Abstracts are closed! The deadline was 8 September 2021 at 11:59 PM EDT.
The First Symposium on Earth Prediction Innovation and Community Modeling is sponsored by the American Meteorological Society and organized by the AMS Committee on Weather Analysis and Forecasting.
The Symposium on Earth Prediction Innovation and Community Modeling provides an opportunity for the broad research community to share information about their latest developments and how these innovations are advancing the capabilities of community modeling systems. Topics in this symposium will include discussion on the motivation and process by which the community can work together to explore, validate, and integrate all aspects important to advancing weather and climate prediction. This open innovation approach spans everything from observation impact, model code, and software engineering to experimental design and computing architectures.
Stakeholders in public, private and academic sectors are encouraged to discuss how contributions to advance community modeling systems, such as the Unified Forecast System (UFS), should be evaluated using the Earth Prediction Innovation Center (EPIC) and the range of criteria that should be met as innovations advance though subsequent readiness levels. The community is invited to share ideas and experiences on both the development and operational forecasting side, as well as how the UFS and suite of National Center for Atmospheric Research (NCAR) modeling systems can serve as educational resources in the classroom.
In January 2019, the NCAR and the National Oceanic and Atmospheric Administration (NOAA) established a Memorandum of Agreement to co-develop a common modeling infrastructure that would enable broader community engagement in advancing the Nation’s weather and climate modeling capabilities for operational and research applications. Sharing infrastructure opens the door to researchers from academia, as well as research laboratories and national centers to collaborate on developing a community modeling resource. By sharing infrastructure, research innovations are more readily available across these modeling systems, enabling access and the ability to apply these innovations in a variety of contexts and conduct extensive testing.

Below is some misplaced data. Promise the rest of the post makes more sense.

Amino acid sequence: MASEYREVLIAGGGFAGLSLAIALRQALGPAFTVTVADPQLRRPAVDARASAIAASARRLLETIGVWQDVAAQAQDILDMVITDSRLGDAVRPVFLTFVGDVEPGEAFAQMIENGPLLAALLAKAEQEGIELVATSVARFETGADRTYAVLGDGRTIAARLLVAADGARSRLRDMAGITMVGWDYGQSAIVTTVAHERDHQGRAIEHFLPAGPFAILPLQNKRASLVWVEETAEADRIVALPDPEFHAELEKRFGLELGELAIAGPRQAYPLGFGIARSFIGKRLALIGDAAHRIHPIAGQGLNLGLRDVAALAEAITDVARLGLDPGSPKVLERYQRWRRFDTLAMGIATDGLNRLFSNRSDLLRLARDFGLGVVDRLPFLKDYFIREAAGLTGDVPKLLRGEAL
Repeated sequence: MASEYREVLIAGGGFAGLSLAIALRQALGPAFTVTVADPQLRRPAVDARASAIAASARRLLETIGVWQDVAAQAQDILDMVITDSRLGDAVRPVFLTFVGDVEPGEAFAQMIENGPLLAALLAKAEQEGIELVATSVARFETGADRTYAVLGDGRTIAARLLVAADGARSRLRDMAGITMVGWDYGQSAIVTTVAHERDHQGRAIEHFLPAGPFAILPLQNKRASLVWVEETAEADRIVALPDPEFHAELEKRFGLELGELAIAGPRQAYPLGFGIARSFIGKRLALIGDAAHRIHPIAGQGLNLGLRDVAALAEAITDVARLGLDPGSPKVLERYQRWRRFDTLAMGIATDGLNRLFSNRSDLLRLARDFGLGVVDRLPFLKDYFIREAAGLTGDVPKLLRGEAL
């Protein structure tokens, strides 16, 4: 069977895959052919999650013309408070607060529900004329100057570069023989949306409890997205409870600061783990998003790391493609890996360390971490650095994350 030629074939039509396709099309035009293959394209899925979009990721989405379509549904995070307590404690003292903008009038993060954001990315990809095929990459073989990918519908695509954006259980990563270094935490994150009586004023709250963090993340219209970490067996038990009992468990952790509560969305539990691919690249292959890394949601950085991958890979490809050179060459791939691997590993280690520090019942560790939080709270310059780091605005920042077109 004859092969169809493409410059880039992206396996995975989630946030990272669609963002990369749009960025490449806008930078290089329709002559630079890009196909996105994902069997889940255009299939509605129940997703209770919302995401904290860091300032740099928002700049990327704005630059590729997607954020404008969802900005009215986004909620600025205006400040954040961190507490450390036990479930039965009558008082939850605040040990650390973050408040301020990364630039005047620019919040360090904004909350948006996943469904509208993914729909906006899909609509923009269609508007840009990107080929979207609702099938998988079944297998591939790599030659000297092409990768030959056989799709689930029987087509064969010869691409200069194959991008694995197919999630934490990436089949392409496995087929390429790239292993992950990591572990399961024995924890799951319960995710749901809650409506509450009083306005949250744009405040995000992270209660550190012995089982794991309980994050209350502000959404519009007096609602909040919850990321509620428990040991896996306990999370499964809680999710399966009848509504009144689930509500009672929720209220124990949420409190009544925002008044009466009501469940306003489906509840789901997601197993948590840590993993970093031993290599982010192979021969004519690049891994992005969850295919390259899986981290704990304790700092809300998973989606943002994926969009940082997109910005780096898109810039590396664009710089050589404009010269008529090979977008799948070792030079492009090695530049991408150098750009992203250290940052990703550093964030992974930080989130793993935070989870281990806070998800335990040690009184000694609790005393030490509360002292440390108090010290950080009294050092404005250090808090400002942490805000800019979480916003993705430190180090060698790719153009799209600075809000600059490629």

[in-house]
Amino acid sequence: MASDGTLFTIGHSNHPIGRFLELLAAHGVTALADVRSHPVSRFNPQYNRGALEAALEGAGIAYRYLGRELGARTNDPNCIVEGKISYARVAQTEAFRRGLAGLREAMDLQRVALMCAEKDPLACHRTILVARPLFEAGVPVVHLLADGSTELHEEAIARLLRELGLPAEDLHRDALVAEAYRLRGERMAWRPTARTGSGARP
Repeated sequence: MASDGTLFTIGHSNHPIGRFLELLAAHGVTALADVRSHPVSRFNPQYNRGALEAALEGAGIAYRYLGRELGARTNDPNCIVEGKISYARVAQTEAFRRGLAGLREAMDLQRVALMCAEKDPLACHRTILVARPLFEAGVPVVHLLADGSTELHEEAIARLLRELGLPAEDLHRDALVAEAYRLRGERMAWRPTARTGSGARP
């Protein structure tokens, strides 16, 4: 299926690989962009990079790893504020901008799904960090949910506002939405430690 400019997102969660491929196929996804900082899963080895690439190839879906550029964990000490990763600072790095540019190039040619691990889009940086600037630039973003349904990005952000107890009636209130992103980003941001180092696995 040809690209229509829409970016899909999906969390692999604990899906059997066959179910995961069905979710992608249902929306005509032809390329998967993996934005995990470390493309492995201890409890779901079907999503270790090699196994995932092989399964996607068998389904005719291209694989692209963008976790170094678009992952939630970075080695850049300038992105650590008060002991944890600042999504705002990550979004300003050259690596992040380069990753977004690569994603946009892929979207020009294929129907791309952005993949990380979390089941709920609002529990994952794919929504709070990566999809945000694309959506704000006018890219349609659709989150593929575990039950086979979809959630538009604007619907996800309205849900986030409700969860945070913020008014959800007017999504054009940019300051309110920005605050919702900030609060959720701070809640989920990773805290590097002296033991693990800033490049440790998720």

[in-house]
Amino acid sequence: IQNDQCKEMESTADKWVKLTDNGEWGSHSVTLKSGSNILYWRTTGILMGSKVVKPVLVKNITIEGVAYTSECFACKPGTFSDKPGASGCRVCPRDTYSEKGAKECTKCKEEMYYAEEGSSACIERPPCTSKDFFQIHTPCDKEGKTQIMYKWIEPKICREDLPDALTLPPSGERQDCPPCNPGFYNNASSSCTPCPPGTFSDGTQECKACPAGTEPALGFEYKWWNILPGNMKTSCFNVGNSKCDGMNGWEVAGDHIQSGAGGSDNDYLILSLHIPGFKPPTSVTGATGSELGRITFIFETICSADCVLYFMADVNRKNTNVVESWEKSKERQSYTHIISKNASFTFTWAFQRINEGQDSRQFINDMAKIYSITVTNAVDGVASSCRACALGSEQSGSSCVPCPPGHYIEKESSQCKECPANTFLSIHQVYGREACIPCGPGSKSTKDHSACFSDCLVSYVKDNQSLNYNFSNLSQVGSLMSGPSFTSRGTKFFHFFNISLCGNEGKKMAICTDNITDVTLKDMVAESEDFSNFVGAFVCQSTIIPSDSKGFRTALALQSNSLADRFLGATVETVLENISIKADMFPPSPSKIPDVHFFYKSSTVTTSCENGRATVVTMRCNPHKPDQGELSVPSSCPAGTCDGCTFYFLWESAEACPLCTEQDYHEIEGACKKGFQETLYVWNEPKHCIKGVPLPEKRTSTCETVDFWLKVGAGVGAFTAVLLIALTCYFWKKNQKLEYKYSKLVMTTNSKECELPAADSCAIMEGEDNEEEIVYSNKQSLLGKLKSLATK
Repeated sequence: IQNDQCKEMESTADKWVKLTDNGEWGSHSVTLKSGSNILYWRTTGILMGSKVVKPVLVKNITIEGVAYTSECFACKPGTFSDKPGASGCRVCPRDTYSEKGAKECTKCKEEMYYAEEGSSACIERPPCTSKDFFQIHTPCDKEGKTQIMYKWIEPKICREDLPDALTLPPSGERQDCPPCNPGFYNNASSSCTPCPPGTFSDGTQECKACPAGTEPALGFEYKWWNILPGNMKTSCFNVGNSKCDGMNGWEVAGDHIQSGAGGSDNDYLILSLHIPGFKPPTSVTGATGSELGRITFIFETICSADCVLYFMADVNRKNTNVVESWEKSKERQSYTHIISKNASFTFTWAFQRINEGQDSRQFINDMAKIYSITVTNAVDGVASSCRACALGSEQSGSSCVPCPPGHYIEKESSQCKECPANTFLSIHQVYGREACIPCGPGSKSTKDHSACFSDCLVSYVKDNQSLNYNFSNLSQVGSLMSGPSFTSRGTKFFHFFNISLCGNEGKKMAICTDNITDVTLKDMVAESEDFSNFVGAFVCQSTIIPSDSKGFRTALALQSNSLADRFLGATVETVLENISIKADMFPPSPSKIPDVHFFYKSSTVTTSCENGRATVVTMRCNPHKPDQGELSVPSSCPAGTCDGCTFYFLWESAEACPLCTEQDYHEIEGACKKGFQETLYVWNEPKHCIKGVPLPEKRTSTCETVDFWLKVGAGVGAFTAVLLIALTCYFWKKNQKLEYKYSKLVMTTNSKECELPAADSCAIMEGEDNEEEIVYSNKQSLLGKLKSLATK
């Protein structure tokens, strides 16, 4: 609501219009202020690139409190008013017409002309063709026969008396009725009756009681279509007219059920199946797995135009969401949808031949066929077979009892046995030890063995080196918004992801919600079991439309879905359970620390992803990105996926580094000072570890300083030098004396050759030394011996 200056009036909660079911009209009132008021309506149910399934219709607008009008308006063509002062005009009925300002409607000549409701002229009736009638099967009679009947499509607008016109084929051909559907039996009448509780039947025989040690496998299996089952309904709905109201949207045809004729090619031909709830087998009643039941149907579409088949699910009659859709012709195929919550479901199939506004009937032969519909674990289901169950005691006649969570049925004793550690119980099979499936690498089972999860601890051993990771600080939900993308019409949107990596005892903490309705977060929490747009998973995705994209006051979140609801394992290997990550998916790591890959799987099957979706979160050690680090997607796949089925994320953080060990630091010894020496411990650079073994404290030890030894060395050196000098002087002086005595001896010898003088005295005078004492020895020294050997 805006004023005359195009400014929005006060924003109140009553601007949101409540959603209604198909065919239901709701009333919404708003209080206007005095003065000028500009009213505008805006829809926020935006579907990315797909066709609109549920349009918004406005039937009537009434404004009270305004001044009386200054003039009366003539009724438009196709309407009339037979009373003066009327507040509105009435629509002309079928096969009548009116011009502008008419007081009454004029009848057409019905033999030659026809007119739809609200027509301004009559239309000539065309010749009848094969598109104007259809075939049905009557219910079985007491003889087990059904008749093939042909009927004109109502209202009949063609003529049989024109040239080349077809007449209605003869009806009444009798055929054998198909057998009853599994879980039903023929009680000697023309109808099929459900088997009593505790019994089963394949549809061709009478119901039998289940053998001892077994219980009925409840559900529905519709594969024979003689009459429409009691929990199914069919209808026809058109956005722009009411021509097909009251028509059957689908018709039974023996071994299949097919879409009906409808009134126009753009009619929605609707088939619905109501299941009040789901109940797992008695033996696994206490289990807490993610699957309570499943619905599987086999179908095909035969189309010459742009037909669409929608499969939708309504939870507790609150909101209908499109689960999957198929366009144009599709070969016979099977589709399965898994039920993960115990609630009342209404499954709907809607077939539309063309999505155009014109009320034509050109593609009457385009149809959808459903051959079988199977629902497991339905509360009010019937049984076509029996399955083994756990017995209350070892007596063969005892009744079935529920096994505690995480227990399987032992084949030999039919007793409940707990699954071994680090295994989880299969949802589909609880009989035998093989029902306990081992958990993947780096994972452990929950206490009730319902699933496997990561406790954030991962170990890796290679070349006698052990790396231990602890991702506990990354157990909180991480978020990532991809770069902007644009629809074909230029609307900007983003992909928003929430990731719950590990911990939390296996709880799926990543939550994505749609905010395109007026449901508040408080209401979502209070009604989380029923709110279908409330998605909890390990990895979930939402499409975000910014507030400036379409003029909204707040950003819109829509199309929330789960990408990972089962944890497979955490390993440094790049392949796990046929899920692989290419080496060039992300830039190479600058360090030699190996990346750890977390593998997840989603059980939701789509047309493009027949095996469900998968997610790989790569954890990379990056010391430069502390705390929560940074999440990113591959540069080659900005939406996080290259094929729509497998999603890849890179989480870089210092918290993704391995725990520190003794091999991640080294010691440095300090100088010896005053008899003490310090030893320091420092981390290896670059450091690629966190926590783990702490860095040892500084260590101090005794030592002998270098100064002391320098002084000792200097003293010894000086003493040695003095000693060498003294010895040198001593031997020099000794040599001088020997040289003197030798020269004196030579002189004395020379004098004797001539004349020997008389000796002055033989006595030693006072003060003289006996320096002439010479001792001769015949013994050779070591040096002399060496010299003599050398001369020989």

The overall collaborative process benefits the entire research-to-operations value chain by tapping into a broader wealth of expertise to advance numerical guidance skill, thereby enabling stakeholders to meet their respective mission requirements.
For additional information, please contact the program chairs: Dr. Neil Jacobs (firstname.lastname@example.org), Dr. Louisa Bogar Nance (email@example.com), Dr. Jose-Henrique Alves (Henrique.Alves@noaa.gov), and Dr. Hendrik L. Tolman (Hendrik.Tolman@NOAA.gov).